Barbary Slave follows the adventures of American sailor James Cathcart as his ship is taken by Barbary pirates and he spends the following eleven years as a slave of the Dey of Algiers while American politicians refuse to pay ransom.
The book is largely set ashore as Cathcart works his way through the slave hierarchy and his character is used to explore the interaction between Christian slaves and their Muslim captors both at the local level and in international diplomacy. It also brings out the internal tensions in the region between the Turks and the various Arab factions.
In reading age of sail fiction you frequently come across sections about the Barbary pirates and whilst there is little sea action in the book, this is to some extent it’s attraction as I enjoyed the insight this detailed study of the realities of both life ashore as a slave and of the situation from the point of view from the Dey of Algiers gave me.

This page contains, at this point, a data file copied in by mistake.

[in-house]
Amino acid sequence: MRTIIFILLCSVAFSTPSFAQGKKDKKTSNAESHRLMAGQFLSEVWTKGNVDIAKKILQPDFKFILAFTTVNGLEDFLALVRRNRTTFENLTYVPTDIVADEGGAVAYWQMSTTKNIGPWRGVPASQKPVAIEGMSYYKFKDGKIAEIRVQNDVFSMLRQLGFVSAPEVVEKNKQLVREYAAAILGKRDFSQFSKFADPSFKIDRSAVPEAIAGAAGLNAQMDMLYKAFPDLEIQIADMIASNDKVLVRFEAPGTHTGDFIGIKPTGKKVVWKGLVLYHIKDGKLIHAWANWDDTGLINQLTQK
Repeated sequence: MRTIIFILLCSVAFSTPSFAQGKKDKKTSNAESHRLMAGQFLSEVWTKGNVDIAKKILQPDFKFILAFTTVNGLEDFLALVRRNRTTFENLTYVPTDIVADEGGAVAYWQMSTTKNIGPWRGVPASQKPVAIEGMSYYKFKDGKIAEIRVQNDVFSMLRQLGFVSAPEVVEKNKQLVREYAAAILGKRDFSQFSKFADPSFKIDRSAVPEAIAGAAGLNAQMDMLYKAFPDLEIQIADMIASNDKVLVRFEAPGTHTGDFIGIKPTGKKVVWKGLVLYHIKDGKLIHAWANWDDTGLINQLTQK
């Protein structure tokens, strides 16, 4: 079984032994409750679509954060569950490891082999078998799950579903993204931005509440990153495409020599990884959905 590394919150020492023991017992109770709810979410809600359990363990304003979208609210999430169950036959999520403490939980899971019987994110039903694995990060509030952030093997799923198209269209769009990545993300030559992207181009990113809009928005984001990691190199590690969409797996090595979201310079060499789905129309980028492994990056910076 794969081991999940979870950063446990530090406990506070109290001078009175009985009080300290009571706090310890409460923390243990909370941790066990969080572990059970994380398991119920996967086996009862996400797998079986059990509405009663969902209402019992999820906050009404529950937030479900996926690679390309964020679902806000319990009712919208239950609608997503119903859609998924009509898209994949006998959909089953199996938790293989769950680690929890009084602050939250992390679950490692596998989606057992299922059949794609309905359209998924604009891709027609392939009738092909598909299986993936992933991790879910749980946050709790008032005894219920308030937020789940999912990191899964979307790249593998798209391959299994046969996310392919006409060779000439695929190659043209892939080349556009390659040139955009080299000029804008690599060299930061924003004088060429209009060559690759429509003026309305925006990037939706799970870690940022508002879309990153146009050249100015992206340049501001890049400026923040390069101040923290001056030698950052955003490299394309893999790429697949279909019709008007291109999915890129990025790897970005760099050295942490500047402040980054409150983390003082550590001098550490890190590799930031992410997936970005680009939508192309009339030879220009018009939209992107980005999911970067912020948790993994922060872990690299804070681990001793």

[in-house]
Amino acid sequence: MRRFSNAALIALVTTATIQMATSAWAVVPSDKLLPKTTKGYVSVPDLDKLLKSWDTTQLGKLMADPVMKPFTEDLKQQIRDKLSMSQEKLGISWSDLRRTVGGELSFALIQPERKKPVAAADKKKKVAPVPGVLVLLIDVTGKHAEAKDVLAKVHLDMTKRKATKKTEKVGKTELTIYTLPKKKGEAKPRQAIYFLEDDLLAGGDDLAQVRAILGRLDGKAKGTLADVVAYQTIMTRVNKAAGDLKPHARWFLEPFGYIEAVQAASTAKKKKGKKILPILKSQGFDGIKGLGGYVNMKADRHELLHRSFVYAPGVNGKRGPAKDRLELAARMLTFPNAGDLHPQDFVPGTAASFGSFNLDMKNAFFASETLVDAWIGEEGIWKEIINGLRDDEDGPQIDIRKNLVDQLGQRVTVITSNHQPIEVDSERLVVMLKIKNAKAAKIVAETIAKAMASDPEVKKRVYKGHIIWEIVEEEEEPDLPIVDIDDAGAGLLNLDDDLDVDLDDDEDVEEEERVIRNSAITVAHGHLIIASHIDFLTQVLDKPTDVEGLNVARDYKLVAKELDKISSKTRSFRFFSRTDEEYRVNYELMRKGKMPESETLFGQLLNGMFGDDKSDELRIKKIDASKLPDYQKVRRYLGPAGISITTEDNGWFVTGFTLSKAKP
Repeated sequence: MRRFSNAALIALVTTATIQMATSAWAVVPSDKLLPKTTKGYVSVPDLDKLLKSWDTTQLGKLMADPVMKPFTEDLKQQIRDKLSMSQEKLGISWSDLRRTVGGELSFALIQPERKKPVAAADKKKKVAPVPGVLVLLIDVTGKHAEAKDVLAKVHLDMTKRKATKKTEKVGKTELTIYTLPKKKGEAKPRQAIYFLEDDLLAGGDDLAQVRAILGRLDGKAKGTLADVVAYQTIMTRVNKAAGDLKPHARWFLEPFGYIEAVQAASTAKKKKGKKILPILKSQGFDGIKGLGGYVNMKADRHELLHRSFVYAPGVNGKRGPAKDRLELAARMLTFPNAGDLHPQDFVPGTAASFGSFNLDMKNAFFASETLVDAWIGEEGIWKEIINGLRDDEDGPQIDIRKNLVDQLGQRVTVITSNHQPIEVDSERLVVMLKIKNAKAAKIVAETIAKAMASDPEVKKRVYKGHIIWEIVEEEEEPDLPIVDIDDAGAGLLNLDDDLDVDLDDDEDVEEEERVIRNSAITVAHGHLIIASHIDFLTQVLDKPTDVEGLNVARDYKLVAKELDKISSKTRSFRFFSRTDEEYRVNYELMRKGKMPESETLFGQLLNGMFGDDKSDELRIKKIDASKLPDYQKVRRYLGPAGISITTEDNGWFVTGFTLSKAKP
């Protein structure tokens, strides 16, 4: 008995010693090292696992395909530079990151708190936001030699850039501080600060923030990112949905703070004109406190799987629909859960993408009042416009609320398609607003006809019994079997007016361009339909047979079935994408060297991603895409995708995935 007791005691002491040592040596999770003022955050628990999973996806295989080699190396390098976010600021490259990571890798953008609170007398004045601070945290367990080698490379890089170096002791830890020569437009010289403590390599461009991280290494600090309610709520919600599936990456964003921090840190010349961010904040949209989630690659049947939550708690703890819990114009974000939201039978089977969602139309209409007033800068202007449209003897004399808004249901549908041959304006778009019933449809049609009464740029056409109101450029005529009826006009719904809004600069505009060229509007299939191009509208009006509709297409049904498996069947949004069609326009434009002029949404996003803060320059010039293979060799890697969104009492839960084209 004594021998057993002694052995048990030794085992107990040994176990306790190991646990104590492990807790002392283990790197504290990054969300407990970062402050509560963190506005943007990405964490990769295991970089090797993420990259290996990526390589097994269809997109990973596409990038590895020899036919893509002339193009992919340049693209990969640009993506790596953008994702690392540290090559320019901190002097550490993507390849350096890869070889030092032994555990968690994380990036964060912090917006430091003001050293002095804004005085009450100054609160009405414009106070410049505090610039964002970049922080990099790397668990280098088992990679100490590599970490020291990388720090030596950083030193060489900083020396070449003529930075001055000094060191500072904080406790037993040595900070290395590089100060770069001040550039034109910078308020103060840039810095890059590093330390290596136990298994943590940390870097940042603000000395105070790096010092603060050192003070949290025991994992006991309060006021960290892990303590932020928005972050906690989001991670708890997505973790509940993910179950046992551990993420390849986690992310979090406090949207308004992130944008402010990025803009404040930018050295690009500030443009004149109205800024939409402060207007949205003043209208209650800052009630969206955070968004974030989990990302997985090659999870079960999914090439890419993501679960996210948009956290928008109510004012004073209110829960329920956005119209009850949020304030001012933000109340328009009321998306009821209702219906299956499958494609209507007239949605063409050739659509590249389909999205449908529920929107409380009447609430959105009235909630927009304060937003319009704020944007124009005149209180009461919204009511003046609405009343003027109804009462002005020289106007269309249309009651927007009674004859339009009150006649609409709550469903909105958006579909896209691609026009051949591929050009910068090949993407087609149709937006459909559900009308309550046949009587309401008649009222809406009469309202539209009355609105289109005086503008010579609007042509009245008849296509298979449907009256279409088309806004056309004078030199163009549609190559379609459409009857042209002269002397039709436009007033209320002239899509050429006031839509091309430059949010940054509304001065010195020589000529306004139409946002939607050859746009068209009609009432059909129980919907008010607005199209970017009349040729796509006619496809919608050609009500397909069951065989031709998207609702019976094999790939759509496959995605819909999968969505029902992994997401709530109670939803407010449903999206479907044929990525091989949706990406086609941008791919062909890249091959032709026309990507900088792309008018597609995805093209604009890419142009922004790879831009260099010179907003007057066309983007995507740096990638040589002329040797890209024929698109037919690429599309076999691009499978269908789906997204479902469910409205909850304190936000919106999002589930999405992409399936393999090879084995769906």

The book had good characterisations and the various aspects of the plot were brought together in a well written and well paced narrative that was good to read. Recommended.